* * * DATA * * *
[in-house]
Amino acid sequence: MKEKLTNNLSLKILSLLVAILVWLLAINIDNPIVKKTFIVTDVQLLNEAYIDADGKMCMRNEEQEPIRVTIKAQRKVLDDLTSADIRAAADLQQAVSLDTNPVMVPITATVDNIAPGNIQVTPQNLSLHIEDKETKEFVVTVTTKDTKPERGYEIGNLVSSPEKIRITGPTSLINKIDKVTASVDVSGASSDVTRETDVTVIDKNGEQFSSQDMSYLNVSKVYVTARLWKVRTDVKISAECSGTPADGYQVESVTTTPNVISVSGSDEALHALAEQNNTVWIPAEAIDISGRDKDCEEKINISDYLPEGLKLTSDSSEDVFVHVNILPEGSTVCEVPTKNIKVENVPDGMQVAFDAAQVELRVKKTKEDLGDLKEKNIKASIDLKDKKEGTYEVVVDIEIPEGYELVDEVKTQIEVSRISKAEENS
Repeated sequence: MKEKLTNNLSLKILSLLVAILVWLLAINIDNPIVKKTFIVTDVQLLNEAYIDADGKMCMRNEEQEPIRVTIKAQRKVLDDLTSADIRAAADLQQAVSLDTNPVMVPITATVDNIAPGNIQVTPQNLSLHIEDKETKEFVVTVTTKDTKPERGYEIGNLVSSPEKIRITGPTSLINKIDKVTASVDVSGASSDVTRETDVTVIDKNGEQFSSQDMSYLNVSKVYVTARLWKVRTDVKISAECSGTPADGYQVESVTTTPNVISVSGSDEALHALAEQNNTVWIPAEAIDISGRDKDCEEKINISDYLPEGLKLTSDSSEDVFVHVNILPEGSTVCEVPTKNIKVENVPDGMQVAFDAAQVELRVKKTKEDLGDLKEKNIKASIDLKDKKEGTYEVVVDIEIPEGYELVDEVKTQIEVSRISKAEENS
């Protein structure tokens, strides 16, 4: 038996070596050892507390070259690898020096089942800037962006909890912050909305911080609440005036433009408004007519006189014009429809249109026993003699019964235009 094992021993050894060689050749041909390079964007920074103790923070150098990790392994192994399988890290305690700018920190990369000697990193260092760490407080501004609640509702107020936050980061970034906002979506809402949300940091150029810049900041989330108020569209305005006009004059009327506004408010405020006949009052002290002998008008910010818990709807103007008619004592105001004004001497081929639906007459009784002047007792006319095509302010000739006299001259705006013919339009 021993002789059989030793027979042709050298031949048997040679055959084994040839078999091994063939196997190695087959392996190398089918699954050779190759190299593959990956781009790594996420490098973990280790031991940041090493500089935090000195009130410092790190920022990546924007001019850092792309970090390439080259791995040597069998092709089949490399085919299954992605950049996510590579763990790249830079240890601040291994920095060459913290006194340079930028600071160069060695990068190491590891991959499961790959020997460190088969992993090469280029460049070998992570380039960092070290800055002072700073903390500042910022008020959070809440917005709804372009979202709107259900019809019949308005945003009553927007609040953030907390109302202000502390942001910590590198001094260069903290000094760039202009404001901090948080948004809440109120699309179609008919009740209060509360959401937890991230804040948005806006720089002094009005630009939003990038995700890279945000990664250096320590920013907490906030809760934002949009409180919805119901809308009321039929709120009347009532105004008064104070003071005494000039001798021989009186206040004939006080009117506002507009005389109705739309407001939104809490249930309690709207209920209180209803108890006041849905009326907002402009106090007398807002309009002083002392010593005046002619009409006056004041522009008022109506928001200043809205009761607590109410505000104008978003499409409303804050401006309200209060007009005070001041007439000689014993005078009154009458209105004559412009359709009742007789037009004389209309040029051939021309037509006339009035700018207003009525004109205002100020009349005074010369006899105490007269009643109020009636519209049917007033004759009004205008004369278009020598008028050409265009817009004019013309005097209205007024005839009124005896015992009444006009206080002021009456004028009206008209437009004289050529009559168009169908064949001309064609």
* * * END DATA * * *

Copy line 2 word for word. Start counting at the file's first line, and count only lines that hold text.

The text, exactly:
Amino acid sequence: MKEKLTNNLSLKILSLLVAILVWLLAINIDNPIVKKTFIVTDVQLLNEAYIDADGKMCMRNEEQEPIRVTIKAQRKVLDDLTSADIRAAADLQQAVSLDTNPVMVPITATVDNIAPGNIQVTPQNLSLHIEDKETKEFVVTVTTKDTKPERGYEIGNLVSSPEKIRITGPTSLINKIDKVTASVDVSGASSDVTRETDVTVIDKNGEQFSSQDMSYLNVSKVYVTARLWKVRTDVKISAECSGTPADGYQVESVTTTPNVISVSGSDEALHALAEQNNTVWIPAEAIDISGRDKDCEEKINISDYLPEGLKLTSDSSEDVFVHVNILPEGSTVCEVPTKNIKVENVPDGMQVAFDAAQVELRVKKTKEDLGDLKEKNIKASIDLKDKKEGTYEVVVDIEIPEGYELVDEVKTQIEVSRISKAEENS